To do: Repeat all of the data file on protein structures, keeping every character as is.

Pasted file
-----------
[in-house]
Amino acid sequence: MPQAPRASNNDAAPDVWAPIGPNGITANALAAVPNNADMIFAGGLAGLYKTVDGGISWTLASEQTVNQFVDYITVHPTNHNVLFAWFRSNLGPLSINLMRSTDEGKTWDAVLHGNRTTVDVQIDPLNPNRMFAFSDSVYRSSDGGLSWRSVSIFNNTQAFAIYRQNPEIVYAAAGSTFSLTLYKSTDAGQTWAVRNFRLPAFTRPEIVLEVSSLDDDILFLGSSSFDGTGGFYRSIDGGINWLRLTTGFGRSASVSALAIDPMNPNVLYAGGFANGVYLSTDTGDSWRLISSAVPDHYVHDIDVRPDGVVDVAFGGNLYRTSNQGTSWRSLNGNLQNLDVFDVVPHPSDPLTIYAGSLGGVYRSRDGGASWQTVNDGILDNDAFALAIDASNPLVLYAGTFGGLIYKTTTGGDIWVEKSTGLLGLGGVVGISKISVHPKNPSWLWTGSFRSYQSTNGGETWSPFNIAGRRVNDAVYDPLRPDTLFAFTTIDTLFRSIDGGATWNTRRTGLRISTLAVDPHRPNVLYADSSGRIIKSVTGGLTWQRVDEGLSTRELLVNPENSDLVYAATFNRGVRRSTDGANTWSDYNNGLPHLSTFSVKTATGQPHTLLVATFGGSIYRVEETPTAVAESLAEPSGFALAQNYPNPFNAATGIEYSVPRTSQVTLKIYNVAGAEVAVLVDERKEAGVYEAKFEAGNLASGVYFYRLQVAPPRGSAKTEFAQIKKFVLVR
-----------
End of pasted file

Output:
[in-house]
Amino acid sequence: MPQAPRASNNDAAPDVWAPIGPNGITANALAAVPNNADMIFAGGLAGLYKTVDGGISWTLASEQTVNQFVDYITVHPTNHNVLFAWFRSNLGPLSINLMRSTDEGKTWDAVLHGNRTTVDVQIDPLNPNRMFAFSDSVYRSSDGGLSWRSVSIFNNTQAFAIYRQNPEIVYAAAGSTFSLTLYKSTDAGQTWAVRNFRLPAFTRPEIVLEVSSLDDDILFLGSSSFDGTGGFYRSIDGGINWLRLTTGFGRSASVSALAIDPMNPNVLYAGGFANGVYLSTDTGDSWRLISSAVPDHYVHDIDVRPDGVVDVAFGGNLYRTSNQGTSWRSLNGNLQNLDVFDVVPHPSDPLTIYAGSLGGVYRSRDGGASWQTVNDGILDNDAFALAIDASNPLVLYAGTFGGLIYKTTTGGDIWVEKSTGLLGLGGVVGISKISVHPKNPSWLWTGSFRSYQSTNGGETWSPFNIAGRRVNDAVYDPLRPDTLFAFTTIDTLFRSIDGGATWNTRRTGLRISTLAVDPHRPNVLYADSSGRIIKSVTGGLTWQRVDEGLSTRELLVNPENSDLVYAATFNRGVRRSTDGANTWSDYNNGLPHLSTFSVKTATGQPHTLLVATFGGSIYRVEETPTAVAESLAEPSGFALAQNYPNPFNAATGIEYSVPRTSQVTLKIYNVAGAEVAVLVDERKEAGVYEAKFEAGNLASGVYFYRLQVAPPRGSAKTEFAQIKKFVLVR